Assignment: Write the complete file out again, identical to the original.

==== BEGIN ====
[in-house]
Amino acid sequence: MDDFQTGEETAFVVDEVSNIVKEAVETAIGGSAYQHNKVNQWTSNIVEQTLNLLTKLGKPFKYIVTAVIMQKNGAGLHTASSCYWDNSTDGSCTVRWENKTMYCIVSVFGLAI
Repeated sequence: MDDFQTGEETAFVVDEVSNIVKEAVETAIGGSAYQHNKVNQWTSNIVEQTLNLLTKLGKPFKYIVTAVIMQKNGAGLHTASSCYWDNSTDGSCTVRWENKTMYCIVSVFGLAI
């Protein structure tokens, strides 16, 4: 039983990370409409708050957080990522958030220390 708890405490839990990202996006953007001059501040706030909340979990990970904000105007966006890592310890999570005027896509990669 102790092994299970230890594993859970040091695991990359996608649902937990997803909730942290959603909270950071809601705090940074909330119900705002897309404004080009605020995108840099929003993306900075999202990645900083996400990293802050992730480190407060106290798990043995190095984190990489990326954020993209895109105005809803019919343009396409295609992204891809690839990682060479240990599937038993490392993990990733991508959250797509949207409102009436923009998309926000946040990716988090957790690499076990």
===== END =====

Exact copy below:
[in-house]
Amino acid sequence: MDDFQTGEETAFVVDEVSNIVKEAVETAIGGSAYQHNKVNQWTSNIVEQTLNLLTKLGKPFKYIVTAVIMQKNGAGLHTASSCYWDNSTDGSCTVRWENKTMYCIVSVFGLAI
Repeated sequence: MDDFQTGEETAFVVDEVSNIVKEAVETAIGGSAYQHNKVNQWTSNIVEQTLNLLTKLGKPFKYIVTAVIMQKNGAGLHTASSCYWDNSTDGSCTVRWENKTMYCIVSVFGLAI
């Protein structure tokens, strides 16, 4: 039983990370409409708050957080990522958030220390 708890405490839990990202996006953007001059501040706030909340979990990970904000105007966006890592310890999570005027896509990669 102790092994299970230890594993859970040091695991990359996608649902937990997803909730942290959603909270950071809601705090940074909330119900705002897309404004080009605020995108840099929003993306900075999202990645900083996400990293802050992730480190407060106290798990043995190095984190990489990326954020993209895109105005809803019919343009396409295609992204891809690839990682060479240990599937038993490392993990990733991508959250797509949207409102009436923009998309926000946040990716988090957790690499076990």